The squad which bagged a sixth-place Group B finish in Rio in 2016 is much better prepared for the Tokyo Olympics. But there are plenty of challenges that lie ahead.
Due to the ongoing pandemic, an air of uncertainty has clouded the mind of every athlete who aspired to be at the Tokyo Olympics, and the women's hockey team was no exception. But Rani and her team took the extra year of this Olympic cycle in their stride. She explained:
"This time it was a five-year cycle. So we had an extra year. It is not easy to push yourself physically and mentally in that extra year."
The team pushed itself to look at the positive side of things and probed into the areas where they could work on.
"It was not easy. The coach explained to us not to worry about things which were not in our hands." Rani said.
In the testing and tiring conditions of the pandemic, the coaching team upped its game and was always there to help the squad in any way possible. Not withdoling any praise for the coaching staff, Rani said:
"The coaching team was available for us 24x7. Whatever the problem was, be it personal, family issues or problems with the body, the coaching team was always there. SAI (Sports Authority of India) has also helped us a lot. The team is excited and is full of belief!"
However, the coaching staff can only do so much and at the end of the day, the onus falls on the players to cope with the pressure of the Olympics.
So how does Rani feel about her team? How good is the mix of youth and experience in the team? To that, she said:
"There are many young and experienced players in the team. Every player has her own unique quality. We have to sometimes shuffle the players around." Rani said.
Commenting on the overall balance of the squad, Rani said:
"Sometimes, a strikers can defend well, so we have to put those players at the heart of the defense. Deep Grace is very experienced. We have a balanced team in all three departments; defenders, mid-fielders and strikers. We can use everyone's quality to put up a good show at the Tokyo Olympics."
The Rio Olympics was the first time in 36 years that the women's team participated in the Games. They failed to last beyond the group stages, however, so qualifying for the quadrennial event again has raised expectations even further.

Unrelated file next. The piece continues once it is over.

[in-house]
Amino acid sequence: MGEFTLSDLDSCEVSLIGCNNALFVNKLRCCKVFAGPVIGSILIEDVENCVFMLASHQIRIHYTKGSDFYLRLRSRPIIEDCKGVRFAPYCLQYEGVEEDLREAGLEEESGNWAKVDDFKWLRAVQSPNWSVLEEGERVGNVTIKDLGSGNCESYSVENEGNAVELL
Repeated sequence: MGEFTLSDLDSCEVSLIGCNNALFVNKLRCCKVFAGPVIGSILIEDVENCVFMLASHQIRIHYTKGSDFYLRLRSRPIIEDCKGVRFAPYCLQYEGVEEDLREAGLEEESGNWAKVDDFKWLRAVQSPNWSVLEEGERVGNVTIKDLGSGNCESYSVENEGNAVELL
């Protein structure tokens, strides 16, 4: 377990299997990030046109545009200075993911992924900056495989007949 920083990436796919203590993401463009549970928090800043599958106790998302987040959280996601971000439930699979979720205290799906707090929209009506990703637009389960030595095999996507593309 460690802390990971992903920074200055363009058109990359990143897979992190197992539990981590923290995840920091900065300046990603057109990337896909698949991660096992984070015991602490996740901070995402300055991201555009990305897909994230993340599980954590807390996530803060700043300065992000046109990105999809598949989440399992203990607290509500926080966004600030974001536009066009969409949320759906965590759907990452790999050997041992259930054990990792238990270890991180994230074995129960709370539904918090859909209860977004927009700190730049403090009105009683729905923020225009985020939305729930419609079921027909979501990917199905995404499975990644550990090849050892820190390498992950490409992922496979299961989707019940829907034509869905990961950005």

Rani sees no difference between an Olympic medalist and a first-timer at the Games, and she feels that helps manage the pressure and expectations. Comparing the situation to that experienced by a student appearing for an exam, Rani said:
"The pressure can be on any athlete. Even if an athlete has won a medal at the Olympics and is going to the Games for the second time, she too is under pressure. Like there in an anxiety before an exam, the same is with an athlete."
With the pandemic still raging, the Tokyo Olympics will be unlike any other before it. Players will have to undergo daily testing, follow safety norms, and follow the prescribed guidelines to the T.
So how is the team going to cope with these added burdens? Rani said:
"We know what to expect. We traveled to Germany recently so we know how difficult things are. It starts with traveling. We have to get tested before traveling, we have to get tested after reaching. We are tested before our training sessions. It is not easy but we cannot do much about it. These are the things we cannot avoid. We can wear masks, which is not normal for an athlete, and keep everyone around us safe."
There are times when the tightest of matches are decided by which side was fitter on the day. So it makes sense to run that extra yard or sustain the heat for a bit longer, and could well be the difference between winning or losing a medal.
The team has worked hard at boosting their fitness levels for the past two years but how fit are the players feeling ahead of the Games? Are they good enough to give the Olympic and World Champions a run for their money on the field? Commenting on the team's fitness, Rani said:
"We don't lack in fitness compared to any team. Earlier we used to feel that there is a difference in the fitness level. But now we don't feel like that. We have worked really hard on our fitness."
Aside from fitness, coaching, experience, pressure-management, and team-balance, what else does it take to be crowned Olympic champions? Summing up the process with an air of confidence, Rani said:
"No one becomes an Olympic champion overnight, not even in one month or even in a year. There is a process. The team who are the Olympic champions also started from some point. We have also started the process and the coaching staff is helping us reach the mission."